Distributed Wind to Power Rural America
Sept. 30, 2019
In conjunction with the National Association of Farm Broadcasters, WINDExchange produced an audio interview with Alice Orrell, energy analyst at Pacific Northwest National Laboratory. Micheal Clements of the National Association of Farm Broadcasters interviewed Orrell in July 2019. The 2018 Distributed Wind Market Report is now published. Below is a transcript of the interview of Orrell discussing the upcoming release of the report and her work with distributed wind.
MP3 3.4 MB. Download Windows Media Player. Time: 00:03:33.
The U.S. Department of Energy's Pacific Northwest National Laboratory is preparing the 2018 Distributed Wind Market Report for release in summer 2019. This report details market research, data, and analysis to help industry stakeholders understand distributed wind issues in the United States. Alice Orrell of Pacific Northwest National Laboratory defines the term “distributed wind.”
“Distributed wind is the use of wind turbines as distributed energy resources connected at the distribution level of the electricity grid system. So we don’t define distributed wind by project or turbine size, but more by where the project or turbine is connected to the grid and how the power is used. So electricity from distributed wind stays local. Distributed wind systems can range from a less-than-1 kilowatt offgrid wind turbine at a remote cabin or an oil and gas platform, to a 10-kilowatt wind turbine at a home or small farm, or to several multi-megawatt turbines at an industrial facility, university campus, or connected distribution system of a local utility to serve its customers.”
Many of the regions in the United States that offer quality wind resources, high retail rates, and population densities acceptable for distributed wind development are rural. One distributed wind energy player is entering this rural market through agreements with agricultural providers. United Wind, a wind leasing company, has partnered with Clif Bar to bring distributed wind to its network of organic farmers in Iowa, Minnesota, North Dakota, and South Dakota, and with Smithfield Foods, Inc. to power dozens of hog farms in Colorado. Orrell offers other examples of distributed wind powering rural operations.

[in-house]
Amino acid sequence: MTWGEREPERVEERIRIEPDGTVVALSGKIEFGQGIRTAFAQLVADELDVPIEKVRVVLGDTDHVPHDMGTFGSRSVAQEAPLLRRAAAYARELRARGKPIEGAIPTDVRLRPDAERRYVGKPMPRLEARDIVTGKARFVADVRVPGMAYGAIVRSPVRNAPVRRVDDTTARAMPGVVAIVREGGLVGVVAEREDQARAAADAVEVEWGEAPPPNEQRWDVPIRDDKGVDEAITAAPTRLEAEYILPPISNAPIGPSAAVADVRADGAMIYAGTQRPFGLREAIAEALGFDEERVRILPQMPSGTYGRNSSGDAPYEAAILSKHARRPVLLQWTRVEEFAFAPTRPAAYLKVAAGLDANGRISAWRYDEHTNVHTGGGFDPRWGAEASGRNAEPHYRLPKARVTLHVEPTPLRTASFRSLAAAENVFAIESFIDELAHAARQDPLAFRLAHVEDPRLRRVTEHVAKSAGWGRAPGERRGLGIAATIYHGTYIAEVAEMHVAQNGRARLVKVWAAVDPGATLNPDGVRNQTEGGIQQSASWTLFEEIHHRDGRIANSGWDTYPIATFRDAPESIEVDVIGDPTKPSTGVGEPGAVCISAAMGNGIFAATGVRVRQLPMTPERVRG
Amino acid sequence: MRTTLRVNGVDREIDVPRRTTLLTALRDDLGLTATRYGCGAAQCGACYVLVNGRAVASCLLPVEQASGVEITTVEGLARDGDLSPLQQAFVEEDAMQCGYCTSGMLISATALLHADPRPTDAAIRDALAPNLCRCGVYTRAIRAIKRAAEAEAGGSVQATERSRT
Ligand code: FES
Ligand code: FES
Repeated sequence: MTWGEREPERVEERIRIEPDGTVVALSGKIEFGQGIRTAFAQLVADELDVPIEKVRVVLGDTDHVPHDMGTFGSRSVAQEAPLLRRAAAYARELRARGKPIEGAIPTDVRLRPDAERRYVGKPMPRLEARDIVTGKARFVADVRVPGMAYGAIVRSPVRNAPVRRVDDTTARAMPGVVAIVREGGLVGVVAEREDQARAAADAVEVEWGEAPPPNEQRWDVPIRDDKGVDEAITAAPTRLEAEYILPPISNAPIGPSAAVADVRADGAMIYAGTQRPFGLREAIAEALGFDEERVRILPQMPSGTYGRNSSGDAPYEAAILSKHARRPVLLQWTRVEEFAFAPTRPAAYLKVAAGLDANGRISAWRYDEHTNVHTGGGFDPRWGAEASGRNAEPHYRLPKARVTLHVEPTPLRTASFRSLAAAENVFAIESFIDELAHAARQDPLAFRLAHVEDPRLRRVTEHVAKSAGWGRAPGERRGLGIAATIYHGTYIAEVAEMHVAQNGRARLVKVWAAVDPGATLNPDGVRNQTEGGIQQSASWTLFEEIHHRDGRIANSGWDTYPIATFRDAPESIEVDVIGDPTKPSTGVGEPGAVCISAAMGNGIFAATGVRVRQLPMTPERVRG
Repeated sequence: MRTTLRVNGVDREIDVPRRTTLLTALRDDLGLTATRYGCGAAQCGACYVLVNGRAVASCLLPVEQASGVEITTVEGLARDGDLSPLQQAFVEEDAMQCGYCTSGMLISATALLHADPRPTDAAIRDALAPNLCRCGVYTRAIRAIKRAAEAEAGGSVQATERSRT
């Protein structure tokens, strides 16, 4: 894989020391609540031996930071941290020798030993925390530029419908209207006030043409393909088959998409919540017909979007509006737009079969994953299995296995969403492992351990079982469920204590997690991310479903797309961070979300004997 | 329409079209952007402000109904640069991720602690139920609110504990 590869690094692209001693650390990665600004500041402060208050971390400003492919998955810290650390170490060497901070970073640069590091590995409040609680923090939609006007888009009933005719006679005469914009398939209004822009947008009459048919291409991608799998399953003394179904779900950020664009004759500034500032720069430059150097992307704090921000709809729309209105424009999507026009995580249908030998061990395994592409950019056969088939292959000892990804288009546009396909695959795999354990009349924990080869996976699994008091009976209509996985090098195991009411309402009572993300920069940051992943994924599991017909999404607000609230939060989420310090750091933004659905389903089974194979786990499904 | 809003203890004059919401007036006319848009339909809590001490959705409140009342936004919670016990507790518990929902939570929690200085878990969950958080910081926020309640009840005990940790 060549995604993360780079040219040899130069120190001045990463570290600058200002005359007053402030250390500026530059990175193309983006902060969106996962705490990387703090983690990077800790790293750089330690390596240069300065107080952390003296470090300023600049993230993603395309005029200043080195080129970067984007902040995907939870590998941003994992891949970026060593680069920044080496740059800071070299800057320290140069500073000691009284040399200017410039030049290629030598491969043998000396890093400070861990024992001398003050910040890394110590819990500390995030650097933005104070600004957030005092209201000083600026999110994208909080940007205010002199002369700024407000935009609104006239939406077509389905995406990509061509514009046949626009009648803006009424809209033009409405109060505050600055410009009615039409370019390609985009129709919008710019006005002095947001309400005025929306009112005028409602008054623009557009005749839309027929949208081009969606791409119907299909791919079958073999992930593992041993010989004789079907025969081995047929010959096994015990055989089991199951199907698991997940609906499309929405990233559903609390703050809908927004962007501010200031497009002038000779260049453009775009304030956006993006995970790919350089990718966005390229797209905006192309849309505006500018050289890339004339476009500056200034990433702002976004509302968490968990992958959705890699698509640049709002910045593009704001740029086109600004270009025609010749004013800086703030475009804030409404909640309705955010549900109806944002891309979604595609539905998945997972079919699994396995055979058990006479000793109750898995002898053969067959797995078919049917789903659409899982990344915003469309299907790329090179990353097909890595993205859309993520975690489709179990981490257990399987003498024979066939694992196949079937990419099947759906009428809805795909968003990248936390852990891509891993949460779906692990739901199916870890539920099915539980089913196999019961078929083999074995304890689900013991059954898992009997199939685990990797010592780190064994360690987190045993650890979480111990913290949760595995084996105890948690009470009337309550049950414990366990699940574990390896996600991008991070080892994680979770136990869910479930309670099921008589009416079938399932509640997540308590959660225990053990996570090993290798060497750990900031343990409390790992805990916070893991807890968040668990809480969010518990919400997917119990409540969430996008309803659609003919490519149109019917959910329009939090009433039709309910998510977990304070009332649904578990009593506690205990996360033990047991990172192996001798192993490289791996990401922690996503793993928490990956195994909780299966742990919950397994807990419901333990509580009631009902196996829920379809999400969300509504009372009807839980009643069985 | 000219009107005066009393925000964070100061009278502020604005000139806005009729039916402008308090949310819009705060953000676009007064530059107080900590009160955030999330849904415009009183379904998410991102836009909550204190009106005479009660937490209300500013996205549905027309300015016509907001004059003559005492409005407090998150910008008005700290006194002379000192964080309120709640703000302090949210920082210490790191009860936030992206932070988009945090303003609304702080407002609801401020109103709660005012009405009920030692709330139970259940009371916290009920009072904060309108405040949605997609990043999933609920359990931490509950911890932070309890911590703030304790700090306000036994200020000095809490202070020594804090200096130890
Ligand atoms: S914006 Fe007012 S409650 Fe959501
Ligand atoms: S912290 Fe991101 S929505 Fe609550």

“Wind can be a great option in rural areas with strong wind resources such as Iowa and eastern Colorado, and other states in that wind belt. And it can be for small farms, and larger agricultural and food industry facilities that have energy-intensive operations. So we’ve seen 100-kilowatt distributed wind turbines at dairy farmers, 50-kilowatt turbines at commercial sites like a John Deere dealership, but we’ve also seen 1.5-megawatt turbines at a large vineyard, at Anheuser Busch facilities, and at Nestle water bottling facilities.”
In addition to providing electricity for onsite consumption, distributed wind can contribute to hybrid energy systems.
“There’s a lot of talk about how the grid of the future will have a lot more distributed energy resources such as wind, and solar PV, and battery storage. And also that these resources can be paired together. For example, one company told me about a wind, solar, and battery storage hybrid system they installed in northern New Mexico that powers a large ranch property. And then while that system is for onsite consumption and uses a small 10-kilowatt wind turbine, other hybrid system examples include a 1.7-megawatt wind turbine and 500 kilowatts of solar PV in northwest Minnesota. So the energy from that system will be distributed over the local electric co-op power lines and will help provide rate stability for the entire co-op membership.”
The U.S. Department of Energy’s distributed wind report is available at energy.gov/windreport.